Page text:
Earnhart noted that in every case where the district has quarantined staff members, anyone whose duties allow them to work from home has done so.
“While these individuals are still working from home, it is not the same as physically being at work, especially when you consider the impact on learning,” Earnhart said. “Educational staff members are simply more effective when working at the building, with students present, than they are virtually. In addition, we have an overwhelming majority of our staff who want to be at work, rather than trying to work from home. The feedback I get from our staff says they want to be at school. I applaud them for their desire to do what’s best for student learning.”
In regard to both the mask mandate and essential worker designation, Earnhart said the district will be flexible and look at going back to the way things are now (quarantining all direct contacts) should administrators determine these two changes are leading to more positive cases or have a negative impact on the district’s ability to remain open.
“While I will recommend both of these changes, I will be very diligent about monitoring the impact they potentially have on school,” he said.
As far as anything else the district might do to keep schools open, Earnhart says he is not sure what that would be. This district already delivers breakfast to every classroom, has modified lunch shifts so only a portion of each lunch shift eats in the cafeteria allowing students to social distance (half eat in their classrooms), spread out classrooms as much as possible, has teachers disinfect every desk in use in their classrooms after each period, disinfects bathrooms regularly throughout the day, mandates masks in transitions, on the bus, and when social distancing is not possible, has hand sanitizer stations throughout the buildings and in classrooms, disinfects locker rooms, classrooms, hallways, and doors and walls each night, and screens everyone for fever and symptoms each day as they enter the buildings.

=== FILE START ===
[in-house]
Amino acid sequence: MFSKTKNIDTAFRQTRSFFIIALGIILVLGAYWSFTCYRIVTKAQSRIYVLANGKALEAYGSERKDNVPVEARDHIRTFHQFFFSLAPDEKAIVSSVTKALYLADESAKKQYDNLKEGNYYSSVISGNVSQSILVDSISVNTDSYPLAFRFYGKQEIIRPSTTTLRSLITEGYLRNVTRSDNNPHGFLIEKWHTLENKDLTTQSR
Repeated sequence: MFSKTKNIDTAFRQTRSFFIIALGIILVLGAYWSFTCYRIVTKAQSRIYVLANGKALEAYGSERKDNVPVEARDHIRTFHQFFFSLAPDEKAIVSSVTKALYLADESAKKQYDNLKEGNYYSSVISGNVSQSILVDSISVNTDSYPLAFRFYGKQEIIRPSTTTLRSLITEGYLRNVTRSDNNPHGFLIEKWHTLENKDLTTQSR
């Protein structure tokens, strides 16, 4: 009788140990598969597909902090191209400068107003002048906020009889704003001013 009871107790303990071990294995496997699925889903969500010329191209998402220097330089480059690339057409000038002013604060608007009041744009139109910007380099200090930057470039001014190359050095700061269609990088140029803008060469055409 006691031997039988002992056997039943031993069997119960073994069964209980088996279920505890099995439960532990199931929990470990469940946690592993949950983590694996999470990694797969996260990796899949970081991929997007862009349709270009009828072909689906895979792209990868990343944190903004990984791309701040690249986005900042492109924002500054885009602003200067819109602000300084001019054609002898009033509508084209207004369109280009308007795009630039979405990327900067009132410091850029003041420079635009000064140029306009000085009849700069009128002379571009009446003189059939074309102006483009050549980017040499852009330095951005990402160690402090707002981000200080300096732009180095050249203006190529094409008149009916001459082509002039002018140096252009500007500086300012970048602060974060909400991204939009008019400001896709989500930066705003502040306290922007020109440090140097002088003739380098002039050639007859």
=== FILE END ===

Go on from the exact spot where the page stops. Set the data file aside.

“I think we are doing all we can to prevent, contain and be able to contact trace,” Earnhart said. “I know several schools are looking at or going to a temporary hybrid model, but I feel that would put too big a strain on our community businesses and parents, with little reward. The feedback I receive tells me that our staff, students, and parents want our buildings open and in-seat learning to be available. I believe it our responsibility to provide in-seat learning as long as we can do it safely. I personally believe our procedures and protocols are working and we have maintained a safe and healthy environment for our students and staff. I am proud of our staff, our students and our parents. Educating students in a global pandemic is difficult, but I am proud of the work we are doing and the way we have come together for the benefit of our kids and community.”